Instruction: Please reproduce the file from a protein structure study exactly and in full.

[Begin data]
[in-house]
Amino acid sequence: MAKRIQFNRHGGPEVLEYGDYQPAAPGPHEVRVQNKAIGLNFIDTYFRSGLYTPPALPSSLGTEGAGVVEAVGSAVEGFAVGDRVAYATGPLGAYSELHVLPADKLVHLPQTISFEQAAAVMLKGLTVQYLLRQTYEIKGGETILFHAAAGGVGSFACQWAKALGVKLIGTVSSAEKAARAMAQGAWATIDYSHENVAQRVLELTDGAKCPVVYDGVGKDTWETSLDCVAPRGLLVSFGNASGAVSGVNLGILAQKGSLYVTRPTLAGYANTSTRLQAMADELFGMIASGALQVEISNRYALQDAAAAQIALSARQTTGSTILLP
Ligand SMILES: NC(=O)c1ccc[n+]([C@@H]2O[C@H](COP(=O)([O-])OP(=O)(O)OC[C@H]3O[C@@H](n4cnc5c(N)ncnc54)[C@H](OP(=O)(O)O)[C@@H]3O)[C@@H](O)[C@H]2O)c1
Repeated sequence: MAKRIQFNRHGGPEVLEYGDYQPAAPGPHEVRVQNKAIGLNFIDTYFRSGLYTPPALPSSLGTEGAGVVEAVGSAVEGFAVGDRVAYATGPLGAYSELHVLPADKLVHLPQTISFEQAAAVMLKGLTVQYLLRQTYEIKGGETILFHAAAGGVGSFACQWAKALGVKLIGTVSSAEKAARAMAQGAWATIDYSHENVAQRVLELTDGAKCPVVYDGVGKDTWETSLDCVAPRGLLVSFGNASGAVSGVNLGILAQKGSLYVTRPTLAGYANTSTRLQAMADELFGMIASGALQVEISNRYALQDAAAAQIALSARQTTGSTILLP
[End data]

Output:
[in-house]
Amino acid sequence: MAKRIQFNRHGGPEVLEYGDYQPAAPGPHEVRVQNKAIGLNFIDTYFRSGLYTPPALPSSLGTEGAGVVEAVGSAVEGFAVGDRVAYATGPLGAYSELHVLPADKLVHLPQTISFEQAAAVMLKGLTVQYLLRQTYEIKGGETILFHAAAGGVGSFACQWAKALGVKLIGTVSSAEKAARAMAQGAWATIDYSHENVAQRVLELTDGAKCPVVYDGVGKDTWETSLDCVAPRGLLVSFGNASGAVSGVNLGILAQKGSLYVTRPTLAGYANTSTRLQAMADELFGMIASGALQVEISNRYALQDAAAAQIALSARQTTGSTILLP
Ligand SMILES: NC(=O)c1ccc[n+]([C@@H]2O[C@H](COP(=O)([O-])OP(=O)(O)OC[C@H]3O[C@@H](n4cnc5c(N)ncnc54)[C@H](OP(=O)(O)O)[C@@H]3O)[C@@H](O)[C@H]2O)c1
Repeated sequence: MAKRIQFNRHGGPEVLEYGDYQPAAPGPHEVRVQNKAIGLNFIDTYFRSGLYTPPALPSSLGTEGAGVVEAVGSAVEGFAVGDRVAYATGPLGAYSELHVLPADKLVHLPQTISFEQAAAVMLKGLTVQYLLRQTYEIKGGETILFHAAAGGVGSFACQWAKALGVKLIGTVSSAEKAARAMAQGAWATIDYSHENVAQRVLELTDGAKCPVVYDGVGKDTWETSLDCVAPRGLLVSFGNASGAVSGVNLGILAQKGSLYVTRPTLAGYANTSTRLQAMADELFGMIASGALQVEISNRYALQDAAAAQIALSARQTTGSTILLP